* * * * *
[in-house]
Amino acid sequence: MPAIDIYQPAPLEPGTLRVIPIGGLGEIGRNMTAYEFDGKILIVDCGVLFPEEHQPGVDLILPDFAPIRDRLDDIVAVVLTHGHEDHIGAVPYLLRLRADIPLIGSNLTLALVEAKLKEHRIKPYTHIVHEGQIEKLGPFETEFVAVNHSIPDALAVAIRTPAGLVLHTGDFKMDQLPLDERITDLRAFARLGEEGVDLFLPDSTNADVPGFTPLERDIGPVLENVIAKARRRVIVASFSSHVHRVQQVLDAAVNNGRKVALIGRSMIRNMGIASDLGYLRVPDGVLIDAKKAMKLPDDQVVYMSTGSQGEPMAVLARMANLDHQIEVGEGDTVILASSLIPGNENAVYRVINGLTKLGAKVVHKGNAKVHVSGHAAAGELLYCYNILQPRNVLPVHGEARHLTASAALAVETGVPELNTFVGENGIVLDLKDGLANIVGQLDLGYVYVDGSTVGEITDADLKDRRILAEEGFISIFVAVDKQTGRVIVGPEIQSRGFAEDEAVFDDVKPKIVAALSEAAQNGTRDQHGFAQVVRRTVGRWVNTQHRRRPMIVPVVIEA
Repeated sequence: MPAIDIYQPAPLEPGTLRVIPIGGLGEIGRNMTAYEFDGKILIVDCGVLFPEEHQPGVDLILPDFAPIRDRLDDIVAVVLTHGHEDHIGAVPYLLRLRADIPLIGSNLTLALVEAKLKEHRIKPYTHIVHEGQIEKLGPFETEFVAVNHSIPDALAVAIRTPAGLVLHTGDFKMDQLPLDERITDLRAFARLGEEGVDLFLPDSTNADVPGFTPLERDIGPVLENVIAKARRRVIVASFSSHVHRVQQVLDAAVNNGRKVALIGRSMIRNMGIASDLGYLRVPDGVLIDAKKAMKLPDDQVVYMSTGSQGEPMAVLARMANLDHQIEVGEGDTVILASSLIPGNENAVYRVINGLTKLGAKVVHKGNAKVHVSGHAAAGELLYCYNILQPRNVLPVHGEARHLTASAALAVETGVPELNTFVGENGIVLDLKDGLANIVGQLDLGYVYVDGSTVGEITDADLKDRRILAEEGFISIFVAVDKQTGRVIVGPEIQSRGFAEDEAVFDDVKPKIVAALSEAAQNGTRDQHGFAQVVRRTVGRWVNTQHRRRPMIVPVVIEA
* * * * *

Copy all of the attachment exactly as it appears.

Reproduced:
[in-house]
Amino acid sequence: MPAIDIYQPAPLEPGTLRVIPIGGLGEIGRNMTAYEFDGKILIVDCGVLFPEEHQPGVDLILPDFAPIRDRLDDIVAVVLTHGHEDHIGAVPYLLRLRADIPLIGSNLTLALVEAKLKEHRIKPYTHIVHEGQIEKLGPFETEFVAVNHSIPDALAVAIRTPAGLVLHTGDFKMDQLPLDERITDLRAFARLGEEGVDLFLPDSTNADVPGFTPLERDIGPVLENVIAKARRRVIVASFSSHVHRVQQVLDAAVNNGRKVALIGRSMIRNMGIASDLGYLRVPDGVLIDAKKAMKLPDDQVVYMSTGSQGEPMAVLARMANLDHQIEVGEGDTVILASSLIPGNENAVYRVINGLTKLGAKVVHKGNAKVHVSGHAAAGELLYCYNILQPRNVLPVHGEARHLTASAALAVETGVPELNTFVGENGIVLDLKDGLANIVGQLDLGYVYVDGSTVGEITDADLKDRRILAEEGFISIFVAVDKQTGRVIVGPEIQSRGFAEDEAVFDDVKPKIVAALSEAAQNGTRDQHGFAQVVRRTVGRWVNTQHRRRPMIVPVVIEA
Repeated sequence: MPAIDIYQPAPLEPGTLRVIPIGGLGEIGRNMTAYEFDGKILIVDCGVLFPEEHQPGVDLILPDFAPIRDRLDDIVAVVLTHGHEDHIGAVPYLLRLRADIPLIGSNLTLALVEAKLKEHRIKPYTHIVHEGQIEKLGPFETEFVAVNHSIPDALAVAIRTPAGLVLHTGDFKMDQLPLDERITDLRAFARLGEEGVDLFLPDSTNADVPGFTPLERDIGPVLENVIAKARRRVIVASFSSHVHRVQQVLDAAVNNGRKVALIGRSMIRNMGIASDLGYLRVPDGVLIDAKKAMKLPDDQVVYMSTGSQGEPMAVLARMANLDHQIEVGEGDTVILASSLIPGNENAVYRVINGLTKLGAKVVHKGNAKVHVSGHAAAGELLYCYNILQPRNVLPVHGEARHLTASAALAVETGVPELNTFVGENGIVLDLKDGLANIVGQLDLGYVYVDGSTVGEITDADLKDRRILAEEGFISIFVAVDKQTGRVIVGPEIQSRGFAEDEAVFDDVKPKIVAALSEAAQNGTRDQHGFAQVVRRTVGRWVNTQHRRRPMIVPVVIEA